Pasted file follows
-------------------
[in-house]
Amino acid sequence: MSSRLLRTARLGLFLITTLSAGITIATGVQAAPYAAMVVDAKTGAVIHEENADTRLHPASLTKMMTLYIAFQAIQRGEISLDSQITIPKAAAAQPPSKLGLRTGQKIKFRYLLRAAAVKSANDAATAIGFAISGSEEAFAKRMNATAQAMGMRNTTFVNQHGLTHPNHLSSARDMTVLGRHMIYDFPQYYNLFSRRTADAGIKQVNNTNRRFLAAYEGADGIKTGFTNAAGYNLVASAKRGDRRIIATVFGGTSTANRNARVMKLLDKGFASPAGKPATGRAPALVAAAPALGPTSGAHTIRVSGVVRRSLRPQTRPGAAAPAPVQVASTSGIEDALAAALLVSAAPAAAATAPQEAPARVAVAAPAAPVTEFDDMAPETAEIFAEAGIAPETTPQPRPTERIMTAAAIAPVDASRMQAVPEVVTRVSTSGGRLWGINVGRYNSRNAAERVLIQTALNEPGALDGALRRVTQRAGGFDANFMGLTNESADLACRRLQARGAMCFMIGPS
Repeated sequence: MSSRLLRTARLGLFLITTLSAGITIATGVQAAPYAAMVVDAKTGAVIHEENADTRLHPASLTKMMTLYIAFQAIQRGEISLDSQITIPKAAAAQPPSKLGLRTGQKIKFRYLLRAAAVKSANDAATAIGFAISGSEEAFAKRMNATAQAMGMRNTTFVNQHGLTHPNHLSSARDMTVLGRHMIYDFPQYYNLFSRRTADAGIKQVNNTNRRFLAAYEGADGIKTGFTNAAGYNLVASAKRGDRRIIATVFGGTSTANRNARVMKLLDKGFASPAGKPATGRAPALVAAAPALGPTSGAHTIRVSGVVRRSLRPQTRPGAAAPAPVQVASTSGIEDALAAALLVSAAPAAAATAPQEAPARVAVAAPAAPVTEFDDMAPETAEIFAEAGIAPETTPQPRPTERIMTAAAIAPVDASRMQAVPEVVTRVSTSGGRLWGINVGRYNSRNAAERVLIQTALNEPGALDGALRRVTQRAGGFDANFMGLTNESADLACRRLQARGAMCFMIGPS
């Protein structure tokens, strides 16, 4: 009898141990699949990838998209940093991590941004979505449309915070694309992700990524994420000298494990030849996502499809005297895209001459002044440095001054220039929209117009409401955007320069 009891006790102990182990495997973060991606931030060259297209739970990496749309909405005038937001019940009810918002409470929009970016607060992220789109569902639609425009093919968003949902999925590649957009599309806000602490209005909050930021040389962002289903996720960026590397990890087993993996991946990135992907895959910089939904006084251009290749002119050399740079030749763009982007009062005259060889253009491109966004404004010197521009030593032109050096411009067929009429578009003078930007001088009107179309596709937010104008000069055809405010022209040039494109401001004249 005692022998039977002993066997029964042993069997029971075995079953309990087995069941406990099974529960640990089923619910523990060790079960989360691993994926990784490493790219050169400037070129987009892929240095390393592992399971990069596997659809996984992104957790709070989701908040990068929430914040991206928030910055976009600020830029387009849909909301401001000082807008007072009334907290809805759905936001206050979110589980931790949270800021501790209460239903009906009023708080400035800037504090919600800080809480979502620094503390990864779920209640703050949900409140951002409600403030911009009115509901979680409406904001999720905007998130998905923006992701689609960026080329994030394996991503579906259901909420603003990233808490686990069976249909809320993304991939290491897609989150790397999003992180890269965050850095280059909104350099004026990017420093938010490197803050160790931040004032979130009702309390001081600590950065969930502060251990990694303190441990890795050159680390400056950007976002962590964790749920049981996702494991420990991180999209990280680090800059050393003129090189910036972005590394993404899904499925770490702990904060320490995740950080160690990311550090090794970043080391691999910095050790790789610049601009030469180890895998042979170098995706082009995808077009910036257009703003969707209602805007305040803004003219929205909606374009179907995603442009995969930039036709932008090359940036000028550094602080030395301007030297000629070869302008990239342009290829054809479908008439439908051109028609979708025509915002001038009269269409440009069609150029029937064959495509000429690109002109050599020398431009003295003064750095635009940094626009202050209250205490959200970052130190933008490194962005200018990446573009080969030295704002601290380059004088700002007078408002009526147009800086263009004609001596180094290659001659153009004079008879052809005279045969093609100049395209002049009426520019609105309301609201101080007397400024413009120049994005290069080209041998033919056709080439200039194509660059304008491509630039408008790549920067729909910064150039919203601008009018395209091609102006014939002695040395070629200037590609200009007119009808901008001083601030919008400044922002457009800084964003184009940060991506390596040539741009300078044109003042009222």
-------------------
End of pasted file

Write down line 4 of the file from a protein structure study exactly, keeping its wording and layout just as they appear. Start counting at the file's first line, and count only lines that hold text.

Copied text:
């Protein structure tokens, strides 16, 4: 009898141990699949990838998209940093991590941004979505449309915070694309992700990524994420000298494990030849996502499809005297895209001459002044440095001054220039929209117009409401955007320069 009891006790102990182990495997973060991606931030060259297209739970990496749309909405005038937001019940009810918002409470929009970016607060992220789109569902639609425009093919968003949902999925590649957009599309806000602490209005909050930021040389962002289903996720960026590397990890087993993996991946990135992907895959910089939904006084251009290749002119050399740079030749763009982007009062005259060889253009491109966004404004010197521009030593032109050096411009067929009429578009003078930007001088009107179309596709937010104008000069055809405010022209040039494109401001004249 005692022998039977002993066997029964042993069997029971075995079953309990087995069941406990099974529960640990089923619910523990060790079960989360691993994926990784490493790219050169400037070129987009892929240095390393592992399971990069596997659809996984992104957790709070989701908040990068929430914040991206928030910055976009600020830029387009849909909301401001000082807008007072009334907290809805759905936001206050979110589980931790949270800021501790209460239903009906009023708080400035800037504090919600800080809480979502620094503390990864779920209640703050949900409140951002409600403030911009009115509901979680409406904001999720905007998130998905923006992701689609960026080329994030394996991503579906259901909420603003990233808490686990069976249909809320993304991939290491897609989150790397999003992180890269965050850095280059909104350099004026990017420093938010490197803050160790931040004032979130009702309390001081600590950065969930502060251990990694303190441990890795050159680390400056950007976002962590964790749920049981996702494991420990991180999209990280680090800059050393003129090189910036972005590394993404899904499925770490702990904060320490995740950080160690990311550090090794970043080391691999910095050790790789610049601009030469180890895998042979170098995706082009995808077009910036257009703003969707209602805007305040803004003219929205909606374009179907995603442009995969930039036709932008090359940036000028550094602080030395301007030297000629070869302008990239342009290829054809479908008439439908051109028609979708025509915002001038009269269409440009069609150029029937064959495509000429690109002109050599020398431009003295003064750095635009940094626009202050209250205490959200970052130190933008490194962005200018990446573009080969030295704002601290380059004088700002007078408002009526147009800086263009004609001596180094290659001659153009004079008879052809005279045969093609100049395209002049009426520019609105309301609201101080007397400024413009120049994005290069080209041998033919056709080439200039194509660059304008491509630039408008790549920067729909910064150039919203601008009018395209091609102006014939002695040395070629200037590609200009007119009808901008001083601030919008400044922002457009800084964003184009940060991506390596040539741009300078044109003042009222």